JEFFERSON CITY - With two days before the deadline, both Missouri's governor and attorney general said Wednesday they still were reviewing the details of the historic national agreement with the tobacco industry.
Attorney General Jay Nixon must decide by Friday on weather to sign a $6.7 billion settlement put on the table by U.S. tobacco companies, or take the state through a litigation process.
Nixon is awaiting feedback from the Gov. Mel Carnahan, the public health community and final review from his trial lawyers before he makes his decision, said spokesperson Mary Still.
Still said the attorney general expects to make a decision some time today or Friday morning.
"We are continuing to meet with legislative leaders and trial leaders to see if their is the ability to get more money," Still said. "Everybody is impressed with the money and say it is a serious offer worthy of consideration."
If Nixon doesn't sign the agreement by noon Friday, Missouri will join other states that choose not to sign the agreement in a court battle against the tobacco companies. A certain number of states would have to sign onto the agreement for it to go through, said Scott Williams spokesman for the tobacco companies.
"The industry has said a sufficient number, but a hasn't put a specific number on the table," Williams said. He said the tobacco companies would disclose the number on Monday.
As of Wednesday, the National Association of Attorney Generals, said a count of how many states had signed onto the agreement had not been determined and said that a number would probably not be available until Friday.
CNN has been trying to keep an update number of states that have signed the agreement on its web site. As of Wednesday afternoon, it reported 15 states have signed the settlement.
Carnahan met with Nixon to discuss the provisions of the deal on Tuesday.
"We are reviewing the agreement and have not made any pronouncements," said Carnahan spokesperson Chris Sifford. "The obvious one plus is the $6 billion it would bring a lot of money to the Missouri tax payers."
Sifford said as he sees it, their is no reason not to accept the settlement, but said that doesn't mean there aren't any. The settlement has been handed over to the governor's chief council to be reviewed and a decision from the governor's office is expected sometime tomorrow afternoon.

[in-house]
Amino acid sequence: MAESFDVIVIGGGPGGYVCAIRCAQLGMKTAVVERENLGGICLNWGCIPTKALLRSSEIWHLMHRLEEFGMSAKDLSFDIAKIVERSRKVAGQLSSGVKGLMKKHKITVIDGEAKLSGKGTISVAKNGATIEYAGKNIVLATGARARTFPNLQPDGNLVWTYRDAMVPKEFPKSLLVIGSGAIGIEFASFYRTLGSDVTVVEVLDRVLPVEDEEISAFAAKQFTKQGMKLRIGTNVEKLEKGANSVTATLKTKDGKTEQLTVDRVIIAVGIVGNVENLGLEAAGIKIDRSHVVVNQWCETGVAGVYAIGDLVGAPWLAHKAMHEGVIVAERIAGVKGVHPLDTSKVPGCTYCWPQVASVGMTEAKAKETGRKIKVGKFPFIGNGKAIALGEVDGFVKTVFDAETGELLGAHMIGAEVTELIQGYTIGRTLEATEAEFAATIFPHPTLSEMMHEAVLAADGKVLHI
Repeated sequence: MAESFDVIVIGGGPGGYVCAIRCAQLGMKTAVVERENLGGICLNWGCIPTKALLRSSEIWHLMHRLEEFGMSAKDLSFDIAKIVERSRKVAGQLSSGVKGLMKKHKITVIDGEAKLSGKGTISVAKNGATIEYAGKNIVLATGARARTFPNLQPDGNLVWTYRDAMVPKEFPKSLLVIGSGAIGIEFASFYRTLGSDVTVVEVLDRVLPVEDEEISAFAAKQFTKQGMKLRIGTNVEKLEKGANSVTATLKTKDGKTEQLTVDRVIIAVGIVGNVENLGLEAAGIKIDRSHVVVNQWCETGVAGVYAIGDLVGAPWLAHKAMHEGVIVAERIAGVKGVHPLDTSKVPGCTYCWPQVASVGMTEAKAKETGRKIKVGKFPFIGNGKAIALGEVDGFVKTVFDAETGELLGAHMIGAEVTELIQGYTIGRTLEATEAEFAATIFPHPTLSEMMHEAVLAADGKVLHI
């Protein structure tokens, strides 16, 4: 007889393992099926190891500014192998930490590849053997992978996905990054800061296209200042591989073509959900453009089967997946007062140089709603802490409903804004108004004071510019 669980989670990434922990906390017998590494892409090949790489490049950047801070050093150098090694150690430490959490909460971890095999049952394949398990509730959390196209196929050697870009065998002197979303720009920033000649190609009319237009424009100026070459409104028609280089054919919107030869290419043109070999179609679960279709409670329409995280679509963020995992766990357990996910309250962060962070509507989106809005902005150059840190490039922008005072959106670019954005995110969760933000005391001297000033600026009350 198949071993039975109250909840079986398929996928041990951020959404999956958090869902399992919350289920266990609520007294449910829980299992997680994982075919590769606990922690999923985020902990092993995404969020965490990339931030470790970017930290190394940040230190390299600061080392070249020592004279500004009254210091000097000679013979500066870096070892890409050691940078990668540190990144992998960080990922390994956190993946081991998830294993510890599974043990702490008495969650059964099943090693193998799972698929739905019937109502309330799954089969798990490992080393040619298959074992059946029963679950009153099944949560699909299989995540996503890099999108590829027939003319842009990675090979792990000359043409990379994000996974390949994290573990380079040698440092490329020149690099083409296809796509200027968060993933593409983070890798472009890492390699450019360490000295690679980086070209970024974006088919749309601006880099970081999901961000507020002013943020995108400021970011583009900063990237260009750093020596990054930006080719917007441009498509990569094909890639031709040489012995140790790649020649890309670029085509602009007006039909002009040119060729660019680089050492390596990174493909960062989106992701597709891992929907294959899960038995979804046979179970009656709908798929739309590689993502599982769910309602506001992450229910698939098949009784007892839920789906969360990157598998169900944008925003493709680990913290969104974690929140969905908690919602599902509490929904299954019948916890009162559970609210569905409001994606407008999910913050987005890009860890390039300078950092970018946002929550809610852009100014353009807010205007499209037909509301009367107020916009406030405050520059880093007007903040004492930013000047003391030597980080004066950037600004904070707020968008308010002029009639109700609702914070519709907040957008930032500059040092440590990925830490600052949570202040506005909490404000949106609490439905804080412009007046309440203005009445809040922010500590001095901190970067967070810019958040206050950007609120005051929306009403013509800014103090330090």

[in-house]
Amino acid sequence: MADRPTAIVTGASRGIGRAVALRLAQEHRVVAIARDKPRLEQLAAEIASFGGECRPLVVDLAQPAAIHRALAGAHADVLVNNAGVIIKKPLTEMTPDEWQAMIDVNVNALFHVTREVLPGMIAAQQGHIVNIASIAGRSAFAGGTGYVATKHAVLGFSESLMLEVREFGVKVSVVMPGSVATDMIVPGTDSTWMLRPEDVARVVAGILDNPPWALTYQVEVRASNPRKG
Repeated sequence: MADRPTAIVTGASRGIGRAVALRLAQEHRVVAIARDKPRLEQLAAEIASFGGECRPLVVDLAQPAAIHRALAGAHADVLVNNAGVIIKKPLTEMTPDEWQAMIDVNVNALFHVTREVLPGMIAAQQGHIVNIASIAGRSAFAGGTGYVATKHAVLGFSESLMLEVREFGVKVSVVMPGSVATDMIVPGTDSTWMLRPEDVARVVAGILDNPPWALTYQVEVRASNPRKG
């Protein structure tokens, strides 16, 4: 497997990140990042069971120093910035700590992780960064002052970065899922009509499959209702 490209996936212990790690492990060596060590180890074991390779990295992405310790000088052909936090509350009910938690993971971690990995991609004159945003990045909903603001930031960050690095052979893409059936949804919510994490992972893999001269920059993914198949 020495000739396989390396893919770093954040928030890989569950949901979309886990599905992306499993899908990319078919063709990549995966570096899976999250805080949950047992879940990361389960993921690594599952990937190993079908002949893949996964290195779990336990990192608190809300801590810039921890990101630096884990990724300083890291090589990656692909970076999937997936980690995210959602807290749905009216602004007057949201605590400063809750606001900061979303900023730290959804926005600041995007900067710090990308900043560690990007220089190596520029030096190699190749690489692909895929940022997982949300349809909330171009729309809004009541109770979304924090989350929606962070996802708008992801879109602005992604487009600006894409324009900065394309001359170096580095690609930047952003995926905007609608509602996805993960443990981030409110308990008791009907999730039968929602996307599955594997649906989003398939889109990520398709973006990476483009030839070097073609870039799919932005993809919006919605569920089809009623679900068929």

While Nixon was meeting with the governor, members of the attorney general's office met with the various public health agencies in Columbia on Tuesday to discuss the settlement. Some of the bright spots to the agreement Still said are the offer by the tobacco companies to get rid of cartoons in their advertisements, ban billboards and other outdoor advertising and the offer to no longer sell or distribute apparel or merchandise containing brand-name logos.
"If we went to court, these things would be ruled unconstitutional by a judge, because it would be a violation of first amendment rights," Still said. "These are things that you can only get out of a settlement, because the tobacco companies are willing to agree to them."
She said the public health community will weigh the current provisions against provisions that are not offered in the settlement, like FDA regulation over the tobacco companies, before giving its final input into the settlement, which is expected sometime today. The provision calling for FDA regulation was in the tobacco settlement rejected by congress in June of 1997. Nixon favored the last plan which was a $5 billion settlement.
"Financially, this is a better settlement," Still said. "But the last one was a stronger deal."
According to the current settlement, Missouri stands to gain a $6.7 billion share of the $206 billion agreement over the next 25 years.
"Their is not indication of any success in congress," Still said of getting a better deal. She said the settlement is an opportunity for the states to get many of the things they are looking for out of court.
The Missouri Republican Party issued a statement on Tuesday urging the Attorney General to take the settlement. Party Executive Director John Hancock said he did not understand why Nixon was waiting on this settlement when he was in favor of accepting the $5 billion plan rejected by congress 18 months ago.
Hancock accused Nixon of holding back in order to get more money for his trial lawyers, because Missouri's contract with the private lawyers hired for this case changes after January 3, 1999. A settlement reached before that date results in a straight payment to the lawyers by the tobacco companies of $250 per hour. A settlement reached after that date, however would give the lawyers a percentage of the agreed amount, Hancock said.
Still said the Nixon wants to be completely sure of the deal before he signs it. She went on to say that it was because of Republicans that the last deal fell through.
"John Ascroft issued a statement saying that Missouri should accept the agreement because it is good for the kids, but the last deal was better for the kids and he rejected that," Still said. Both Ascroft and Bond voted against the previous settlement.